By Ashley Mackin
Shelley and Claudio Lana of La Jolla have an unpredictable life and they have to be prepared for anything. Their 9-year-old son, Otto, has autism, and the high social anxiety that comes with it, and is non-verbal. Thankfully, they also have Cara, a dog they were paired with through Canine Companions for Independence.
“Cara gives him a sense of calm,” Otto’s mother Shelley Lana said. “He has a lot of anxiety in going to different places and if something is not part of his routine, that is really hard for him. Even at the grocery store, no two trips are the same – someone could be in line or they could be out of his favorite juice – and all that causes anxiety.”
But having Cara is a constant for Otto when things change or could change. For example, his mother said, “Restaurants are really hard for him, but we can take her with us to a restaurant and she will lay down under the table — even if we are eating steak right in front of her.”
Katie Malatino, public relations coordinator for the southwest region of Canine Companions for Independence said a calm temperament is crucial for a service dog in the program. “They need to be well socialized, have a good work ethic, be affectionate, family-friendly, not be startled or reactive to sudden movements or sounds,” she said.
The dogs are trained from birth to have these traits. Malatino said Canine Companions for Independence has its own breeding program. At eight weeks old, the dogs go to a “puppy raiser,” where they remain for a year and a half.
“The puppy raiser’s chief responsibility is socialization and basic training (sit, stay, heel),” she said. “Socialization involves taking the puppy out in public to get them used to whatever they might come across with their human partners. They take them to movie theaters, offices, public transportation, grocery stores, you name it.”
After an additional six months of daily training, the dogs are paired with a person in need. The dogs are given to the families free of charge, but the family is responsible for any subsequent costs — grooming, veterinary bills, toys, etc. In Otto’s case, the match was a slow process. Lana said Otto was, at one point, afraid of dogs, but she wanted to try anything and everything to ease her son’s daily life.
She said when the family finally got the call there was a dog for them — after five years on the waiting list — they had to attend a training seminar in Oceanside to familiarize themselves with the dog and vice versa.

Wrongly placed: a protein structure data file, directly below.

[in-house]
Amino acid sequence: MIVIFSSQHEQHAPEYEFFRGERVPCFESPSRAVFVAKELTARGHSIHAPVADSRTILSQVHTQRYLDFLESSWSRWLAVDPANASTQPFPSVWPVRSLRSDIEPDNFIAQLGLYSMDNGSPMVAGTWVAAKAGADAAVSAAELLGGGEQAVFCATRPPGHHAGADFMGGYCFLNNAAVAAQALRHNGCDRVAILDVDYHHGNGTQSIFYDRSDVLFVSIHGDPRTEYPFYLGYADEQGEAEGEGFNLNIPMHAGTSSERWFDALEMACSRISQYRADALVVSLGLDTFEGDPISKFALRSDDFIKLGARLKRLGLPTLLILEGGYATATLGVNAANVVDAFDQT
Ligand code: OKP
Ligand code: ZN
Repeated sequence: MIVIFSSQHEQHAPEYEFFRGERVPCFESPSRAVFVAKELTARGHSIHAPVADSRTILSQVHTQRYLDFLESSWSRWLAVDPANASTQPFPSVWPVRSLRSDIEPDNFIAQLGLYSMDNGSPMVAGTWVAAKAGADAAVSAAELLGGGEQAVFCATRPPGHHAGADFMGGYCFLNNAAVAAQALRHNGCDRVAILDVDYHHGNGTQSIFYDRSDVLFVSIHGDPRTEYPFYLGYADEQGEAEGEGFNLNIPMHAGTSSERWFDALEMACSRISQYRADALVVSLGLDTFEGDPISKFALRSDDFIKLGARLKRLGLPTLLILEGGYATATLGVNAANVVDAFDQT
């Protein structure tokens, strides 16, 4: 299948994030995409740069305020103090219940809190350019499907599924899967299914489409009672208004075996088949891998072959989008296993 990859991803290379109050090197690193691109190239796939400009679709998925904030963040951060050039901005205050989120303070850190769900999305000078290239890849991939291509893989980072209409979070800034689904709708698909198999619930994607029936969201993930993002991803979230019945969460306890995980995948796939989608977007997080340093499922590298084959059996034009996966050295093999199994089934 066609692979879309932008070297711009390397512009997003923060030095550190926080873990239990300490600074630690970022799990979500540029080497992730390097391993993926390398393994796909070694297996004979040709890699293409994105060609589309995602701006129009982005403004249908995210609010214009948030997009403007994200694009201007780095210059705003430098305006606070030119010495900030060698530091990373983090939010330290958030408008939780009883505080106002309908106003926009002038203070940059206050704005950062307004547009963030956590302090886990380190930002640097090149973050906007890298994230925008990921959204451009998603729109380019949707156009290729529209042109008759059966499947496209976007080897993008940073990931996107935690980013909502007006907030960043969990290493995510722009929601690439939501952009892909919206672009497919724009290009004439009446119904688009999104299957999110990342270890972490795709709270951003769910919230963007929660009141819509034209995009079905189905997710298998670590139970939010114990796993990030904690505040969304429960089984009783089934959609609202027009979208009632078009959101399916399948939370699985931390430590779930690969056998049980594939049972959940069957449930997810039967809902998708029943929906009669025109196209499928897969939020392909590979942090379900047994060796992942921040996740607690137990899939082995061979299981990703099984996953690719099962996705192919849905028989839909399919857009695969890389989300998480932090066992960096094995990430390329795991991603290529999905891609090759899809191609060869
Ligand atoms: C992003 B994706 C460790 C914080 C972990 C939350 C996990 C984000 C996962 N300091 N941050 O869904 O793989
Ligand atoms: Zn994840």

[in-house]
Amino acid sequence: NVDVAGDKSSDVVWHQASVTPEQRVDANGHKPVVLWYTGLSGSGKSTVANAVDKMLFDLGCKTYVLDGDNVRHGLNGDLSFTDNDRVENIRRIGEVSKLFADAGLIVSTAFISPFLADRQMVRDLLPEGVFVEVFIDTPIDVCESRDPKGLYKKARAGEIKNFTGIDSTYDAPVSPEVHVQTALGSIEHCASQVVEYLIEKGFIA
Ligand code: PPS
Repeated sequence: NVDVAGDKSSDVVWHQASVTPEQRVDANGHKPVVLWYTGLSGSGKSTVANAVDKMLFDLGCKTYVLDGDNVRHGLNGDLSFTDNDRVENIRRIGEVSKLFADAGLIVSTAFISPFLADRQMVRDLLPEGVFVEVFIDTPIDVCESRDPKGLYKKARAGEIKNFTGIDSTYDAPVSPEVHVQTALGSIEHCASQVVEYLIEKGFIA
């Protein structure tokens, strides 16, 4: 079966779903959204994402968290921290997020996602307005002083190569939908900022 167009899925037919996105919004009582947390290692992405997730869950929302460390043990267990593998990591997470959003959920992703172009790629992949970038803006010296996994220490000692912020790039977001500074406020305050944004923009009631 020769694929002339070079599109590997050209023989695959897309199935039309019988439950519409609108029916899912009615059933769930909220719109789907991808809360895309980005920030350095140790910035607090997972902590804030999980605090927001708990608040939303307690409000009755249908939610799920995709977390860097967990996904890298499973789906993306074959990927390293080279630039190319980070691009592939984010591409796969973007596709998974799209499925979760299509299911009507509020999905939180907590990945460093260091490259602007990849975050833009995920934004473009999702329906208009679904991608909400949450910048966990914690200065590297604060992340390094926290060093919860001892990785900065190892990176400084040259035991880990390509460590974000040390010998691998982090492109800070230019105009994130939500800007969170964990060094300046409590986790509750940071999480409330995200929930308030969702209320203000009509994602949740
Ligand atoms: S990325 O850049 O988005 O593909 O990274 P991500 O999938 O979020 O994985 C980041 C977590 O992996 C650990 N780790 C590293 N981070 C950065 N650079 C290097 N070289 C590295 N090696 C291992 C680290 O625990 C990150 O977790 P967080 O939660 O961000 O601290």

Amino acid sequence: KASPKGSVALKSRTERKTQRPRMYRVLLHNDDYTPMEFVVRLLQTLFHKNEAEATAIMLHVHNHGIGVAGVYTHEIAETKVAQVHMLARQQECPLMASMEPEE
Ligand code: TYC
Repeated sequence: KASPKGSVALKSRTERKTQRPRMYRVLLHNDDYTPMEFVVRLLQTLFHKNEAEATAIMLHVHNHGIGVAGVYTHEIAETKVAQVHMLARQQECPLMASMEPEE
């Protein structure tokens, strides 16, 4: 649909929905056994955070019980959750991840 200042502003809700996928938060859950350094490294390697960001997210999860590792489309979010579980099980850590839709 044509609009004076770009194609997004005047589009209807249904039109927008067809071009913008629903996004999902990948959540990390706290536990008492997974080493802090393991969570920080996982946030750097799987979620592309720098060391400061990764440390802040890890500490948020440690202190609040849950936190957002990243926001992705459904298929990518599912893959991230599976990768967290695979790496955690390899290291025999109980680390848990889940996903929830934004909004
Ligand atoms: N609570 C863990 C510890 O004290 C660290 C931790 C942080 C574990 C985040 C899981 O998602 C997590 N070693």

One day during the training, Otto was laying down watching a movie when Lana asked if he would be OK with the dog on the bed. He nodded yes.
“Cara laid on the bed and moved incrementally and very slowly toward him,” Lana said. “Over five minutes, she probably moved six inches, so as not to scare him. When she got closer, he just touched her nose and she didn’t do anything. She didn’t lick him or anything. Then he giggled and that was it. It was such a defining moment.”
Cara has been with the Lana family since February, and has already given Otto a sense of comfort and empowerment. He has a touch-screen with a touch-and-talk program that he uses to verbalize commands for Cara and be a part of her daily life.
The program has a directory of pictures that correlate with a word or command. When pressed, the touch-screen will verbalize that word and form sentences. There are icons representing words such as ‘sit,’ ‘food’ and ‘come here,’ and Lana said Cara is still getting used to the computerized voice.
The touch-screen also has his teacher’s pictures and partial sentences so he can communicate at his school in Mission Valley. Under the “I want” and “to eat” buttons, “cookie” is on there twice — just in case.
Although the touch-screen has helped, the “best therapy” for Otto has been Cara, his mother reports. “He has a ton of energy and looks like any other 9-year-old, but when he needs to feel calm, he has Cara.”
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